Bear Hater? The secret's out.

Note: Originally written June, 2011    
     I have the opportunity during the school year to cover high school sports throughout Southwest Michigan.  As needed, part time and am grateful for what income it provides.   Regardless of the sport, observing the young athletes with varied skills interact as teams, the officials, school staff and the parents is a continual learning experience.
     Occasionally one gets to see moments of athletic brilliance, at least for a local level, but most of the time these students are learning to operate within the systems they've been coached, to achieve common goals, as best as they can.
     Two weeks ago I got to cover a local baseball rivalry of neighboring districts, one of which my older sons graduated from and my youngest still attends.  I don't often get to cover either of these schools for a variety of staffing reasons.  In particular it was nice because I know most of the players from 12 years of coaching or assistant coaching youth baseball.   These boys have played each other for years and will do so in the off season for those who play Legion ball.   Many of them attend the same churches.  They just happen to go to two different school districts in a county that has too many.
     The school district we live in came from behind to win the first game and then had a fairly easy time with the second game.   It was their moment and they won the conference championship in the process.  If I were still doing play by play on the radio, then bias is certainly allowed and called for.  In writing for newspapers about high school sports, there shouldn't be any of that.  I tell the story as I see it.
     I was very surprised then to learn that a three paragraph email came into the paper describing how clearly I was a Bear (school nickname) hater and a Lancer lover.  And maybe after they won the district title I'd give them some respect. 
     Really? From a parent whose school had won both games? It didn't feel like that when I went to every freshman and JV sporting event my sons participated in. I didn't feel like a hater a few years ago as I ran on onto the field when my son broke his neck playing football.  Or when he returned and started the next two years on the football team.   It didn't feel that way coaching local youth in sports for a dozen years, or watching my older boys graduate from the high school.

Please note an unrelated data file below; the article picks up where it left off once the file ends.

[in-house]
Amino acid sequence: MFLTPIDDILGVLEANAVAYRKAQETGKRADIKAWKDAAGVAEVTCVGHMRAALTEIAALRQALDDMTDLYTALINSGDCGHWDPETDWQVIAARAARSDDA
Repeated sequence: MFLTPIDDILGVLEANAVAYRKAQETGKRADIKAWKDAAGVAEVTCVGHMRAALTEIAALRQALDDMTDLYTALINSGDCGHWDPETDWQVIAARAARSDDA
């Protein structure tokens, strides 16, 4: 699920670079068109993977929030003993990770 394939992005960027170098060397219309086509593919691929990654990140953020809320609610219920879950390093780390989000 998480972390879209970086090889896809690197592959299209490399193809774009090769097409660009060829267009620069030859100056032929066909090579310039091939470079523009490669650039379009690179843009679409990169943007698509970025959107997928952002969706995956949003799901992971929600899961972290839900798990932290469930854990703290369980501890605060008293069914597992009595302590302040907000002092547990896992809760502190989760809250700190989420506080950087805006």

By the way, the two schools played again the following week in the state tournament and the outcome was reversed.  And neither team won the district.
     I understand the Michigan/Michigan State rivalries, but hatred for anyone, regardless of where they live or went to some school doesn't make any sense to me. I see the same misplaced anger all the time from parents (rarely coaches) bad mouthing the officials in ways they can hear.  Certainly that's really going to influence the umpires or referees to give your school more calls you like.
     It was particularly bad at this year's baseball districts I covered. Participating over the series of games were three different state baseball finals officials with over 50 years combined experience between them.   They got hammered by parents.  Sometimes, the parents shouted at each other across the diamond.
A desire to win I understand.  I have it, though mostly it gets put aside for the enjoyment and safety of others I'm participating with.  I guess there's hundreds of thousands of dollars in athletic scholarships riding on each high sporting event, and one human official's call will destroy that opportunity.
     Doubtful.  In fact the majority of these students won't participate in sports other than recreationally for the rest of their lives.  How can anyone really believe that who won this or that of the vast majority of this years high school sporting events is so crucial as to warrant hate and vitriol?
    Fortunately the vast majority of students I talk with know better.   There are outstanding positive attributes to team sports for youth and reams of data tracking social and developmental benefits.   Generally, its the parents who get in the way and do the damage.   Regretfully I'm sure there were days I behaved in some similar manner, and am grateful I now can watch without taking sides.  I think the years of coaching changed me.  Some days, "it's just baseball" as one coach recently told me.
     I could of course be completely mistaken.  It happens every now and then.
Bear Hater.  Of all the skeletons that's the one I least worried about.  I've been called much worse names, and some of them deservedly so.
     Now that the secret's out, I won't worry at all.

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